New Jersey Senators Bob Menendez and Cory Booker are demanding answers from the Bureau of Prisons amid the outbreak of COVID-19 inside Fort Dix that has infected 13% of the population since March—with most of the cases recorded in the last month. 

The low-security federal prison houses 2,700 men about 20 miles south of Trenton. 

The Democratic senators, along with the state’s Congressional delegation, raised concerns about the growing cases of coronavirus inside the old military barracks in a letter last month. They asked the BOP to implement a testing strategy and stop transfers between facilities until there were no new cases. 

The BOP responded to those concerns last week, saying it had contained the virus to two buildings and “effectively prevented the spread of COVID-19 throughout the institution,” according to a copy of the letter sent to the senators on November 24th. But the BOP's own numbers show the outbreak is not over: The agency has reported at least three additional cases among inmates and one among staff this week.

Listen to Karen Yi's report on WNYC:

Through a spokesman, Booker and Menendez called the BOP's response "inadequate.” Steven Sandberg, Menendez’s press secretary, said the senators will “continue to press for additional answers and remedies that will protect the health and safety of incarcerated individuals and staff at New Jersey’s federal correctional facilities.”

Sandberg said the senators sent the BOP additional questions Wednesday night, including asking the BOP to respond to the lack of medical care for sick prisoners and the absence of cleaning protocols reported by Gothamist/WNYC

Prisoners and their family members described inmates banging on their doors for hours to get medical attention. Others said they only receive Tylenol for their symptoms and are rarely seeing a doctor or a nurse—conditions that lawyers and family members say are continuing to this day.

While some family members said their sick loved ones were finally able to see a doctor, others said their loved ones are still waiting for medical care—and are still testing positive for the virus. 

Karen Gasper, whose son Chris tested positive for coronavirus, said her son was being moved out of isolation even though he had yet to test negative. Her 35-year-old son still hasn’t seen a doctor and has a persistent cough.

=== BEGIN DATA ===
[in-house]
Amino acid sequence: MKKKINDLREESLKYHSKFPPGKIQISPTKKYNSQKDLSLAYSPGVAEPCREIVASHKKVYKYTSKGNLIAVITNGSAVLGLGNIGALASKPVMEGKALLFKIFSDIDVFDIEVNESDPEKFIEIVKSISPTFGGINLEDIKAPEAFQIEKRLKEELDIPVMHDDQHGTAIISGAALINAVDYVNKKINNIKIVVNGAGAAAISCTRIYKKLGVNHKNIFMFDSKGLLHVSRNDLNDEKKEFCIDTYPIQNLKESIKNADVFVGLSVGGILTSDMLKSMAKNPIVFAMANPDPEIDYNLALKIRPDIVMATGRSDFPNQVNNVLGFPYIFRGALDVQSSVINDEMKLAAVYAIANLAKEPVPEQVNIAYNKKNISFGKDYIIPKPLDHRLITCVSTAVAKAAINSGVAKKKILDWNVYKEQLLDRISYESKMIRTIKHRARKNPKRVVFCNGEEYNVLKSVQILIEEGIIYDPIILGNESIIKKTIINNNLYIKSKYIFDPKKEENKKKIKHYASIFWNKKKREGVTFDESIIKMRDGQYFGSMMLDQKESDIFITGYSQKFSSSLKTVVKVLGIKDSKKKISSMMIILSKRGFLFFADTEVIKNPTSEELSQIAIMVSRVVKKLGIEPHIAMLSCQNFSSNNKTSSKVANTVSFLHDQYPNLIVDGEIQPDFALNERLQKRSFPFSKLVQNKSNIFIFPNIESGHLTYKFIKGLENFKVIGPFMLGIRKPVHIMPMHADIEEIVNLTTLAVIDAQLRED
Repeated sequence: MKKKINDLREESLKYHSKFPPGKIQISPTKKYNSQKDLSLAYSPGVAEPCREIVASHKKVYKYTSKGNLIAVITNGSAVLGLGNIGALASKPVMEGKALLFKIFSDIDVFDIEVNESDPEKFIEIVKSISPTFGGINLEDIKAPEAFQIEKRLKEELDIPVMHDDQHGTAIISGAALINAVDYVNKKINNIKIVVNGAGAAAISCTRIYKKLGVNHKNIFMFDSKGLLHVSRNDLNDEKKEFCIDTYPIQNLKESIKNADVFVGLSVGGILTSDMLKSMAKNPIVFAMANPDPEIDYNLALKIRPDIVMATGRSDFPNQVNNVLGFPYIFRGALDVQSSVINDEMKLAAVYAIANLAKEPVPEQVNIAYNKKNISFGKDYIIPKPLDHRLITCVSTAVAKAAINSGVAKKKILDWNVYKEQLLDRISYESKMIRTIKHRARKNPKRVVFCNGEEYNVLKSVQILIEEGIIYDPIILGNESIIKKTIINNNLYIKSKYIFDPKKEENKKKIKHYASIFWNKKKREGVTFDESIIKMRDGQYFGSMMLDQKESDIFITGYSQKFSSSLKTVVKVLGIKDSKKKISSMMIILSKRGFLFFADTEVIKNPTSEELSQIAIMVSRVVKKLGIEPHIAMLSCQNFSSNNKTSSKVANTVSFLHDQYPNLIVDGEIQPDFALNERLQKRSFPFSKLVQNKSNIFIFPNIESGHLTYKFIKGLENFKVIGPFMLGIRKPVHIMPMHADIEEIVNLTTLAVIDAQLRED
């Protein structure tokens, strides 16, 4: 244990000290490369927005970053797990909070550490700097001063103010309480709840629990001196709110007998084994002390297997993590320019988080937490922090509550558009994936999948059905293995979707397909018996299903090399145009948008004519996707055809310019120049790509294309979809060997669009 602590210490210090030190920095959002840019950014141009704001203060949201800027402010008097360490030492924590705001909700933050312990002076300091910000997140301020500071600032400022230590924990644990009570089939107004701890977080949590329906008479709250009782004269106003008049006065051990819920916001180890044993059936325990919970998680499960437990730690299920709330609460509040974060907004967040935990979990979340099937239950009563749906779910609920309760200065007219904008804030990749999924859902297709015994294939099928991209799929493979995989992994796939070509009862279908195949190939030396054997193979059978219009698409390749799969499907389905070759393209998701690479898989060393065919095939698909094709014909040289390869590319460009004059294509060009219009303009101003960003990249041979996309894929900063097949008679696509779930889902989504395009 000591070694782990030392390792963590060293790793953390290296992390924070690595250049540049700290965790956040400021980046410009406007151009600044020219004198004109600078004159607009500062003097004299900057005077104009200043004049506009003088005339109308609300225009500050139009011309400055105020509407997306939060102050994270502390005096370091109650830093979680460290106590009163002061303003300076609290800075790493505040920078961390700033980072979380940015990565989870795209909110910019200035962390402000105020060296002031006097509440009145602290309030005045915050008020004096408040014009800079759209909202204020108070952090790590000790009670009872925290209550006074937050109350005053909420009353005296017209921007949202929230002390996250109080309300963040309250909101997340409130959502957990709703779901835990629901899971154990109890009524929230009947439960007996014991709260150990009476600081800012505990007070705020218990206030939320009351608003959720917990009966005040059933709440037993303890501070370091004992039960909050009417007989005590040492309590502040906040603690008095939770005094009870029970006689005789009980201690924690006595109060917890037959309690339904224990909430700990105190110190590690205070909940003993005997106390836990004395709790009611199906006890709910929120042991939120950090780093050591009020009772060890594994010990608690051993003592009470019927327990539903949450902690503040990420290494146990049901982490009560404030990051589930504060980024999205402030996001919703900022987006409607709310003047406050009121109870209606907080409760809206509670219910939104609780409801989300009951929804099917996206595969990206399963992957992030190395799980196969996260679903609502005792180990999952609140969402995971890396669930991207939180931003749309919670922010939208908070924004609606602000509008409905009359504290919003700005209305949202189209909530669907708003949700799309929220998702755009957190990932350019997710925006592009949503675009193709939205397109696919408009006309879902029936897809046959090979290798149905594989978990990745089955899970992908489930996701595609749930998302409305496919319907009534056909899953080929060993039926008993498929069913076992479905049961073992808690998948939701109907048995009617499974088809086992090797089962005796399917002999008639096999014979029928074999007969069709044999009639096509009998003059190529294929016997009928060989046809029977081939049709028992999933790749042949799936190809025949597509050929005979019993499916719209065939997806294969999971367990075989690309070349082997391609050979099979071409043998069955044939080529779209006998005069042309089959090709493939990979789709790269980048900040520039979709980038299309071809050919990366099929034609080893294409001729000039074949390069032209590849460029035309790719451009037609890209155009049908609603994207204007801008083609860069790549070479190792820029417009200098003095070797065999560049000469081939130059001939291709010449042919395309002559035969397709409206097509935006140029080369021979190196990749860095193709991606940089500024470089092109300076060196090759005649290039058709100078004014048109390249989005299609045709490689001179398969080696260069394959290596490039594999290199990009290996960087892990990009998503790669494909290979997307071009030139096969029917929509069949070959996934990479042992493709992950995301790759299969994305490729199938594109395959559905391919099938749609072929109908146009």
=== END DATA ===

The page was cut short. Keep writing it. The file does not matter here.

“I can't comprehend what their thinking is behind all of this other than they just don't care what happens to the inmates,” Gasper wrote in an email. 

This week, cases at Fort Dix reached a high of 289 positive prisoners, making it the worst outbreak in the federal prison system. On Friday, 266 of those cases were marked as “recovered,” leaving 103 active COVID cases among inmates, records show

The BOP said in a statement that an inmate is moved out of isolation after medical staff consider the individual “recovered.” The agency pointed to CDC guidelines that state a person does not need to test negative to be taken out of isolation.

The BOP also said cases at Fort Dix had decreased and the recent surge in positive cases was due to its ramped up testing strategy, not the transfer of inmates between prisons

The agency has repeatedly said it follows CDC-recommended safety protocols, provides appropriate treatment to its sick prisoners, and thoroughly disinfects an area if there is a positive case. But family members and prisoners sick with COVID told Gothamist/WNYC that’s not happening. 

“There's nobody cleaning the bathrooms. There's nobody cleaning the toilets,” a prisoner who did not want his name published fearful  it could hurt his chances of home confinement previously said. “They're shooting by the hip and they're praying nobody dies.”

Fort Dix reported its first case among staff and inmates in the spring. Cases quieted down over the summer until buses of prisoners from a federal facility in Elkton, Ohio arrived in waves starting in late September, with a handful carrying the virus.

Prison officials said there’s “no evidence” the Elkton transfer contributed to a rise in cases. At the time, cases were spiking across New Jersey and visits to the prison had resumed. The BOP temporarily halted intra-prison transfers but that moratorium expired November 24th. All visits remain prohibited. 

Menendez and Booker are also asking the BOP why they won’t commit to stopping all transfers to all of New Jersey’s federal prisons until cases subside. 

This story has been updated with details and comment from the Bureau of Prisons.